14 Oct 2004
Digital Electronics(HKTDC Electronics, Vol 05,2004)
Vol 5, 2004
Global Display Ltd's forte is LCD and plasma televisions that are exported mainly to the US and Europe
A television screen flat enough to hang on the wall; pocket-sized talking translation machines; a portable DVD player that plays movies virtually anywhere...
Ten years ago gadgets like these only existed in a futuristic novel, but digital technology is advancing fast, making electronic equipment smaller, lighter and cheaper all the time.
Flat screen TVs are perhaps the most popular of the new breed of electronic equipment. "Eventually they will replace regular TVs," predicts Global Display Ltd sales and marketing manager Billy Wong.
He says next year will be an important period. "Flat screens are very popular at the moment, but prices are still high, so we are expecting demand to increase as they fall."
Global Display lists Europe and the US as its main markets, although "the Chinese mainland may become more important in future," adds Wong.
The company works entirely on an OEM basis, but is considering launching its own brand name, Wong says, "depending on the state of the market".
The LCD TVs are manufactured at Global Display's two-million-square-foot factories in Dongguan on the mainland, which produce 6,000 units a month. Minimum order size is one TEU, delivered 45-60 days after order confirmation.
Functions such as top class picture quality may be a priority for TVs, but different markets have different requirements where style is concerned.
No one knows this better than Citi Sound Electronic Ltd marketing executive Kelvin Leung, whose firm specialises in cordless telephone systems.
"Usually our US and Canadian customers prefer a bigger size," he observes. "Europeans prefer simple, sleek designs and Asian customers are always looking for the newest styles and most up-to-date features."
Fifteen-year-old Citi Sound manufactures at a 15,000-square-metre, ISO 9001-certified factory on the mainland, producing systems on an OEM basis and for its own Citisonic brand.
Minimum order size is 1,000 units, available at FOB Hong Kong prices ranging from US$3-30 and delivered 45 days after order confirmation.
"We have our own department working on product development," says Leung, who emphasises the need for designers to strike a balance between style and function.
As does Yang Chui Ching, sales and marketing manager for Apollo Worldwide Ltd, which specialises in tablet DVD players that incorporate the screen in the player. "They are like a mobile cinema you can take wherever you go," Yang explains.
Apollo, which was established in 1992, manufactures on an OEM basis and under its own Nextbase brand name at its 500-worker factory in Jiangmen on the mainland.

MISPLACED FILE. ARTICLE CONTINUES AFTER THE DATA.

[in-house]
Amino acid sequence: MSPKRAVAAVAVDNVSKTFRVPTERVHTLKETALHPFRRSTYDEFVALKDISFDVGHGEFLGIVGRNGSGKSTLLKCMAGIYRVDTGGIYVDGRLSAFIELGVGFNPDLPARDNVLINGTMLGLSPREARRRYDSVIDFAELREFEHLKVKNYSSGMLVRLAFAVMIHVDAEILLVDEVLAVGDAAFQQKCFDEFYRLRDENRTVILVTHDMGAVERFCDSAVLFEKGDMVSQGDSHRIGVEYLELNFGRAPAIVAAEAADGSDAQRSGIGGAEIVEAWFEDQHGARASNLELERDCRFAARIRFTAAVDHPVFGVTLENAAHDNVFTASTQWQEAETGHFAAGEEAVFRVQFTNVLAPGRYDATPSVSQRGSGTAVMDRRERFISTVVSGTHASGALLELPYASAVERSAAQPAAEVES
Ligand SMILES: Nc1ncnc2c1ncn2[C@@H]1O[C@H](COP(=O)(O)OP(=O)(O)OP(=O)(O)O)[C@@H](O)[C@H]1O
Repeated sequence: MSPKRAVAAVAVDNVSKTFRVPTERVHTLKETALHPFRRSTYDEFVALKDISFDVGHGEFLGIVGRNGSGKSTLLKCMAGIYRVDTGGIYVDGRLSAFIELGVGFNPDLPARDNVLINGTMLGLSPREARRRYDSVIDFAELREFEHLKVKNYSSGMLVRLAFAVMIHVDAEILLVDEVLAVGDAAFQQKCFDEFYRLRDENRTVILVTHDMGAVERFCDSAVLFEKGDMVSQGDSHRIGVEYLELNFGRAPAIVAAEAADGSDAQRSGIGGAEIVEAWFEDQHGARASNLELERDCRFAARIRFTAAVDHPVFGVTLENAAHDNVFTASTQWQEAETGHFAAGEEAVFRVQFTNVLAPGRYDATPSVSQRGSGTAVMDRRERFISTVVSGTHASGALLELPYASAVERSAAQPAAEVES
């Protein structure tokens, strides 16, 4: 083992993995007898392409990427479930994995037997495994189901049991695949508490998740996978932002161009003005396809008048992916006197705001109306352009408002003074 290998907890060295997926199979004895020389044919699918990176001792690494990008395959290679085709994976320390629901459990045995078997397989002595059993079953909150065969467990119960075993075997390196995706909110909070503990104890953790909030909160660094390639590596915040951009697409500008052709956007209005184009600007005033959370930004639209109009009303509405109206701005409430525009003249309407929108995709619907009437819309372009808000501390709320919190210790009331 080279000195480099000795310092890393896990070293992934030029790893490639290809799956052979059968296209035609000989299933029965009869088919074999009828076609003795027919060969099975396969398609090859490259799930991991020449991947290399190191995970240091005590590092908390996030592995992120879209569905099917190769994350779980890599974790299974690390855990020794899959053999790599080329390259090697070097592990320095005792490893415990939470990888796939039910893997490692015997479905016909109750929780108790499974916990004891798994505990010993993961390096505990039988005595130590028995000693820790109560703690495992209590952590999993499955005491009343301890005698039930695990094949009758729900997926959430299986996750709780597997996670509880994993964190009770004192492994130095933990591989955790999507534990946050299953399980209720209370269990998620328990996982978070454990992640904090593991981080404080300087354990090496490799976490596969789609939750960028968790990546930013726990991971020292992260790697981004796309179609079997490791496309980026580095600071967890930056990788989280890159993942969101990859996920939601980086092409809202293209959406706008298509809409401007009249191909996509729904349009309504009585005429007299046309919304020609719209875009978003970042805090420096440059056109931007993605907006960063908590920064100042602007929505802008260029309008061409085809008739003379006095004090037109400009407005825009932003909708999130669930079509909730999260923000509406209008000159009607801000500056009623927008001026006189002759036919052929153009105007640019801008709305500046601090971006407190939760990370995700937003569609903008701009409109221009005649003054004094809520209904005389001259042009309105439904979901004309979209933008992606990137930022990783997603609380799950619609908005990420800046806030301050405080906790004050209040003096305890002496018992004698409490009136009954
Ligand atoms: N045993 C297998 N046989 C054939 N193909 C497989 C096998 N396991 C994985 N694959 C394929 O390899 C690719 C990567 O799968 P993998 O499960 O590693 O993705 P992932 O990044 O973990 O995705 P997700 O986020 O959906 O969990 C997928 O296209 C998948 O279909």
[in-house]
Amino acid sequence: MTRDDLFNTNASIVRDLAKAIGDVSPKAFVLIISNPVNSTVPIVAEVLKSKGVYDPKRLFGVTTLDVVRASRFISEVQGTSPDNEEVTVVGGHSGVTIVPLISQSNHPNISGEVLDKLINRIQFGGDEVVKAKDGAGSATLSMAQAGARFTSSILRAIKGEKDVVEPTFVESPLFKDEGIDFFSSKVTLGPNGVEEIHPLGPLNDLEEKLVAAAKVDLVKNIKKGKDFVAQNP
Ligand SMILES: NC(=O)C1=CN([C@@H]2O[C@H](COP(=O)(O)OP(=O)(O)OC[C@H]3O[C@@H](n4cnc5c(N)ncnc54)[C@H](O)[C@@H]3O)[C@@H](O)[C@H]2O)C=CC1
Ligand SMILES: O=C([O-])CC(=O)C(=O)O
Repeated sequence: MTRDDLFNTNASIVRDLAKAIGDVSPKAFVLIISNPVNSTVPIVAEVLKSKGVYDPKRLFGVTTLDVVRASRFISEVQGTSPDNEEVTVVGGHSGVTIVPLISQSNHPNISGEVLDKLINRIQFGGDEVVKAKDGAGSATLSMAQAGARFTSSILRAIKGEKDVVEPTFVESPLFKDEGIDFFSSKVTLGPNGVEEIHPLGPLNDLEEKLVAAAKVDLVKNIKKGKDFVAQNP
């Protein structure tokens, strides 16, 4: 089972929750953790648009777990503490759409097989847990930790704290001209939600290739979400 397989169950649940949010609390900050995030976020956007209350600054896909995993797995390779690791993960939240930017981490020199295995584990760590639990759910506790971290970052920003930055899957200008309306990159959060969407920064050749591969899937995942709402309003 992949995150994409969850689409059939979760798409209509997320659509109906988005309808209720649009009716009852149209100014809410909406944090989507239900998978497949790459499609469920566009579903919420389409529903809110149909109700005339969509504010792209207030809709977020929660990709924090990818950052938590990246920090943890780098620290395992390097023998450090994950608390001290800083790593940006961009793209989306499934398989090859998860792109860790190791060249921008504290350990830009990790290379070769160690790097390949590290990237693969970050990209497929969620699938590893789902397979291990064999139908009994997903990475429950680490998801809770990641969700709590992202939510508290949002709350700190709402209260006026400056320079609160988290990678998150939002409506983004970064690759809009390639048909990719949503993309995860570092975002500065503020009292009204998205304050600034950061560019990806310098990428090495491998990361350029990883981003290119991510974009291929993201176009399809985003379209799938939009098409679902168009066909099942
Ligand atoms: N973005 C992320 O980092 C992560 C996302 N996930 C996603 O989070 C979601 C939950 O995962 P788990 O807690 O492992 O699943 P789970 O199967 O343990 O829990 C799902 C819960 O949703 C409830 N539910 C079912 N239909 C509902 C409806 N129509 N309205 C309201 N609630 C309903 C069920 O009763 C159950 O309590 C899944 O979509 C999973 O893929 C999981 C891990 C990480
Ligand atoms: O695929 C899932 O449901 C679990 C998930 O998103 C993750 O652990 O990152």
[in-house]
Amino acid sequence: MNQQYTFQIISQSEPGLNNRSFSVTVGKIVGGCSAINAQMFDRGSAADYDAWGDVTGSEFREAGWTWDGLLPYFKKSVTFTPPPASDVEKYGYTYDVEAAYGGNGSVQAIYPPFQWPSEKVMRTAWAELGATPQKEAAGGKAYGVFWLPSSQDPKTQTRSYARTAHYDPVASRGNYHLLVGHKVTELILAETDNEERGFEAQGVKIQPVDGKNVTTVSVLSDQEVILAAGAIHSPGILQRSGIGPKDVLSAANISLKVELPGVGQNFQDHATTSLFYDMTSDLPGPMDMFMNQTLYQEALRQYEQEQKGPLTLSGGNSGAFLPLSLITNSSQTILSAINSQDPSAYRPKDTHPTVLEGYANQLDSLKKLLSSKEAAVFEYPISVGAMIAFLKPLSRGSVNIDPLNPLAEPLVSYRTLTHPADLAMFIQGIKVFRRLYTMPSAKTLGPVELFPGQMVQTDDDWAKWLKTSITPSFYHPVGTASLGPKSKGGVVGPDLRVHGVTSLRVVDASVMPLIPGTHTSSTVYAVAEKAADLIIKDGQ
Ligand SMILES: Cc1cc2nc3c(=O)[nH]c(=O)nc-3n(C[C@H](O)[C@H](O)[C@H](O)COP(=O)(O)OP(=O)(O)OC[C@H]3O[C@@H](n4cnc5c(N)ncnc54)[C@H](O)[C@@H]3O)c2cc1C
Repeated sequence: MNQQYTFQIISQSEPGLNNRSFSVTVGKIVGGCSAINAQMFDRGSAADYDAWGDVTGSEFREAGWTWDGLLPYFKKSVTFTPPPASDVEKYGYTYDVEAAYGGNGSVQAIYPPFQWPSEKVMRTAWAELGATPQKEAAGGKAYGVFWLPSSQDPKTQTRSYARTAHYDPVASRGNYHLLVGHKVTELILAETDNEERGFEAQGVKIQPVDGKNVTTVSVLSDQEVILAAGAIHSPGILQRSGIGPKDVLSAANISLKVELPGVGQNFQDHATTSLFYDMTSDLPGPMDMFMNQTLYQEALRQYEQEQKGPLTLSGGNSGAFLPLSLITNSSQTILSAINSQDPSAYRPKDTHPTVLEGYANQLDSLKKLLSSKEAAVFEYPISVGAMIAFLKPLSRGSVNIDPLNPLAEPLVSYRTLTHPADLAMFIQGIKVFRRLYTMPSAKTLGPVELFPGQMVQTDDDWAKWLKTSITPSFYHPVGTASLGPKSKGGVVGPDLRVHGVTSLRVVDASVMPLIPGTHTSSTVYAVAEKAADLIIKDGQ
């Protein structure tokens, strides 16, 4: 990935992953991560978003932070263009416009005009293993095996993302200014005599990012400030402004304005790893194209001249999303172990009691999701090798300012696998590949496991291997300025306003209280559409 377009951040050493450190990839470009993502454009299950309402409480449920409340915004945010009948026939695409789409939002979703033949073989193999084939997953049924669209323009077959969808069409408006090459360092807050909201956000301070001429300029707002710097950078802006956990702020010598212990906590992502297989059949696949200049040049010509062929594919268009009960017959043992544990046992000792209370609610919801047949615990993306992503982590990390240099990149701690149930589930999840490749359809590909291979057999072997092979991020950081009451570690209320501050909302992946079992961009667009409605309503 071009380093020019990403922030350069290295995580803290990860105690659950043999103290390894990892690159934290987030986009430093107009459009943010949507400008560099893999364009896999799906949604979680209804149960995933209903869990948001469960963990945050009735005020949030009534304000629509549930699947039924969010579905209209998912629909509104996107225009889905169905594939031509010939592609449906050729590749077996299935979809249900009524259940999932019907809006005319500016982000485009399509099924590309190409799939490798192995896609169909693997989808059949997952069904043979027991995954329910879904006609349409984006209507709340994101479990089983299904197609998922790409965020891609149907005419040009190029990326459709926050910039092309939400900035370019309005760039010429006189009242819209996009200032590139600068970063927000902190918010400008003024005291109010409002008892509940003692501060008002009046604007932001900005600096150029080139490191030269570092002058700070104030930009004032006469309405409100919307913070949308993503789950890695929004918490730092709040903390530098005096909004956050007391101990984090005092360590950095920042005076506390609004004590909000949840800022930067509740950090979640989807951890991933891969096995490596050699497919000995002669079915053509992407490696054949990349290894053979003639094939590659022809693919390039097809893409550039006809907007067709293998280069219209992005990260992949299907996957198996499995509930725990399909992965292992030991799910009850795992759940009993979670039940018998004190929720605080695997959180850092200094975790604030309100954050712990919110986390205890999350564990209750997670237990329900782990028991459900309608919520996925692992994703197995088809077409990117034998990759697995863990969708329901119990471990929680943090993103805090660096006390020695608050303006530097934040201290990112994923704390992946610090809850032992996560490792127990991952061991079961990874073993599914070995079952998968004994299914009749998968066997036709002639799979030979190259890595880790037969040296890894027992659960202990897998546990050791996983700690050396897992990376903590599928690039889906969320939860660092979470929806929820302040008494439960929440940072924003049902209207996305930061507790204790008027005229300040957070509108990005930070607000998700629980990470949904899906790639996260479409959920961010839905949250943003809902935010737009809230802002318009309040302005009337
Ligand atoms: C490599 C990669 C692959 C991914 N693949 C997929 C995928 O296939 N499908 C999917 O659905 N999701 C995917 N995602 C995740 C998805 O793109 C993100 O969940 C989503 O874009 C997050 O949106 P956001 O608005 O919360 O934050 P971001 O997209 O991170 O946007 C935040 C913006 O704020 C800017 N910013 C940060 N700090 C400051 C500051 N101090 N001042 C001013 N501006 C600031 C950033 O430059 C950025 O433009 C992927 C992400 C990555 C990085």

The company normally quotes prices based on a minimum order of one TEU. First orders are delivered 40 days after confirmation, with 30-day delivery for subsequent orders.
Yang says the company is also very interested in the market for in-car systems. "We are always trying to create something different," he says, claiming, "we were the first manufacturer to make the tablet DVD player."
He maintains Apollo's products must be user-friendly and easy to operate, especially since the firm is now selling its tablet DVD players to airlines for passengers to use in-flight.
Ease of use is also an important factor for Brilliant System Ltd, which specialises in the manufacture of electronic data organisers, PDAs and electronic translators and dictionaries.
"Electronic dictionaries and translators have been on the market for almost 10 years, but new technologies mean products are getting cheaper all the time and now they are about half their original price," explains director George Chan.
He says the dictionaries allow users to read definitions and translations on screen and also hear how words should be pronounced. "These devices are getting smaller and more lightweight - they can usually fit inside a suit pocket," Chan notes.
According to Chan, competition is very keen. "There is not much room for expansion, so firms have to keep moving forward just to stay in the industry," he says. "Our main role is to design, develop and produce for clients - we work about 95% on an OEM basis."
Brilliant produces 200,000 organisers and dictionaries every month at its 6,000-square-metre mainland factory in Shenzhen using electronic components from Japan, Taiwan and the mainland, and LCDs and plastic from the mainland.
Minimum orders of 1,000 units available at FOB Hong Kong prices ranging from US$3-300 are delivered 45-60 days after order confirmation.
Brilliant's products find ready buyers in markets such as the US, Europe and the Middle East, graphically illustrating the huge and growing demand for high quality Hong Kong digital electronics such as dictionaries, DVD players, telephones and TVs.
Manufacturers all agree that one factor stays the same: whatever the product and regardless of the company, customers prefer their gadgets in an eye-catching, elegant silver colour.
WRITTEN BY SUZANNE MOORE
Brilliant System Ltd
Fibres & Fabrics Ind Centre
7 Shing Yip St
Kwun Tong, Kowloon
Citi Sound Electronic Ltd
Units 4-5, 9/F, Blk A
New Trade Plaza
6 On Ping St
Sha Tin, New Territories
DMT Co Ltd
Rm 12, 2/F
Hung Tai Ind Bldg
37-39 Hung To Rd
Kwun Tong, Kowloon